Geographically, countries with poor infrastructure and hygiene conditions are most affected, as the disease feeds on areas where clean water is hard to come by and where access to sanitation is lacking. In countries like Afghanistan and Pakistan, conflict and violence have fueled the spread of the virus by causing displacement and substantial disruptions in immunization campaigns.
However, everyone runs the risk of contracting polio as long as it continues to spread somewhere in the world. A polio case on any continent can spread to other regions, making eradication more challenging. Until it is eradicated globally, all countries will be susceptible to importing cases, putting the entire global population at risk — and ultimately, threatening the achievement of the United Nations’ Global Goals.
What Impact Is It Having on People’s Lives and the Fight Against Extreme Poverty?
Apart from its debilitating and sometimes fatal consequences, polio also hinders our ability to reach a world rid of extreme poverty. Its persistence not only keeps us from achieving Global Goal 3 for the good health and well-being of all, but it also has a ripple effect on the achievement of other goals — including Goal 4 for education, Goal 5 for gender equality, and Goal 8 for decent work and economic growth.
Take education, for example. When children cannot attend school because of illness, they become less likely to develop their full potential and thrive in the workforce. As a result, countries with higher polio transmission rates have less economic growth and lower levels of education, exacerbating extreme poverty within vulnerable communities. At the family level, women often bear the brunt of the care work associated with polio, especially when it severely affects their children. This limits their ability to access equal opportunities within a given society.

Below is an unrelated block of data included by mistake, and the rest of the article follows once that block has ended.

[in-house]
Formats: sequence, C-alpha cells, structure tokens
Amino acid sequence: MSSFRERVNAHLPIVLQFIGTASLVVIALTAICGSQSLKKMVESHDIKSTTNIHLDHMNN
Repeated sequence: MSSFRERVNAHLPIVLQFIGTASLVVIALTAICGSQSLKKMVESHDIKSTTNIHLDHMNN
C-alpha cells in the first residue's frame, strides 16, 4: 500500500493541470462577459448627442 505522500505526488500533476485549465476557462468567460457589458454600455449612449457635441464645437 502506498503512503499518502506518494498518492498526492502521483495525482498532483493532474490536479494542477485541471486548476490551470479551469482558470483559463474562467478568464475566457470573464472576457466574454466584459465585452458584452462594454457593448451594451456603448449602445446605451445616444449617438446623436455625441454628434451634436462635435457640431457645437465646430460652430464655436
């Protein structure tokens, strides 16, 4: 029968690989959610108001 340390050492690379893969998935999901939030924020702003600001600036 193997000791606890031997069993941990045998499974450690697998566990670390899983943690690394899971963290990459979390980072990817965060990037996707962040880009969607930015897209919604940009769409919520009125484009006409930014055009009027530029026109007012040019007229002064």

Alternatively, children who lead healthy lives free from polio are more likely to experience satisfying working lives, which benefits the individual and the economy as a whole. According to estimates from GPEI, each dollar spent on polio eradication yields five times its amount on economic growth, which means that prioritizing health is one of the best ways to break the pattern, potentially saving millions of dollars — and ultimately lifting entire communities out of poverty.
Who Are the Key Players in Tackling the Issue?
Founded in 1988, the Global Polio Eradication Initiative (GPEI) is a public-private partnership that works to end polio for good by coordinating efforts of national governments, the WHO, Rotary International, the CDC, UNICEF, and more. Since its inception, GPEI has vaccinated more than half a billion children and mobilized $4 billion from world leaders across the globe.
However, to continue making progress, the organization needs $5.1 billion over the next five years to scale up support for immunization in high-risk countries while implementing major health system transformation, cross-border emergency response, and surveillance. Eradicating polio won't be possible as long as rich countries such as the UK continue to cut funding or fail to renew pledges toward GPEI.
What Action Can We All Take to Eradicate Polio?
This World Polio Day, you can join Global Citizen by signing our petition calling on world leaders to prioritize and maintain funding towards GPEI in the face of the COVID-19 pandemic.